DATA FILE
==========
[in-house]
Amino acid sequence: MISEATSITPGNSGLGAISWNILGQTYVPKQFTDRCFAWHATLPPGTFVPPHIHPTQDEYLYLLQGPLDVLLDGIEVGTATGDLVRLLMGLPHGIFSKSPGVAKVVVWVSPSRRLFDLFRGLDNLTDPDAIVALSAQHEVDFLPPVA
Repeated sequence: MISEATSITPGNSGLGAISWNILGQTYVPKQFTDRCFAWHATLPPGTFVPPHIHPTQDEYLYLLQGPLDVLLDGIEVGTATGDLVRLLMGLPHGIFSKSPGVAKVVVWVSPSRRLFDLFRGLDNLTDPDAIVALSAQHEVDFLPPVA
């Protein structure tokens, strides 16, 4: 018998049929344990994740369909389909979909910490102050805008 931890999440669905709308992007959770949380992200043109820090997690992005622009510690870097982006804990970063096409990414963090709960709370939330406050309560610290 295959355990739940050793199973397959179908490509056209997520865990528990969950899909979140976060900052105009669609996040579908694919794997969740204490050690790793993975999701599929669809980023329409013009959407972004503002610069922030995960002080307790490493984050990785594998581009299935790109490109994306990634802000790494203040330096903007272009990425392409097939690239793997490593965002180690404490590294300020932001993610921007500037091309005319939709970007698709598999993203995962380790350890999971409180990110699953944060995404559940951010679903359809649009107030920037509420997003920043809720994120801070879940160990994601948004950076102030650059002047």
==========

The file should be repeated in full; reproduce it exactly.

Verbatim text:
[in-house]
Amino acid sequence: MISEATSITPGNSGLGAISWNILGQTYVPKQFTDRCFAWHATLPPGTFVPPHIHPTQDEYLYLLQGPLDVLLDGIEVGTATGDLVRLLMGLPHGIFSKSPGVAKVVVWVSPSRRLFDLFRGLDNLTDPDAIVALSAQHEVDFLPPVA
Repeated sequence: MISEATSITPGNSGLGAISWNILGQTYVPKQFTDRCFAWHATLPPGTFVPPHIHPTQDEYLYLLQGPLDVLLDGIEVGTATGDLVRLLMGLPHGIFSKSPGVAKVVVWVSPSRRLFDLFRGLDNLTDPDAIVALSAQHEVDFLPPVA
């Protein structure tokens, strides 16, 4: 018998049929344990994740369909389909979909910490102050805008 931890999440669905709308992007959770949380992200043109820090997690992005622009510690870097982006804990970063096409990414963090709960709370939330406050309560610290 295959355990739940050793199973397959179908490509056209997520865990528990969950899909979140976060900052105009669609996040579908694919794997969740204490050690790793993975999701599929669809980023329409013009959407972004503002610069922030995960002080307790490493984050990785594998581009299935790109490109994306990634802000790494203040330096903007272009990425392409097939690239793997490593965002180690404490590294300020932001993610921007500037091309005319939709970007698709598999993203995962380790350890999971409180990110699953944060995404559940951010679903359809649009107030920037509420997003920043809720994120801070879940160990994601948004950076102030650059002047």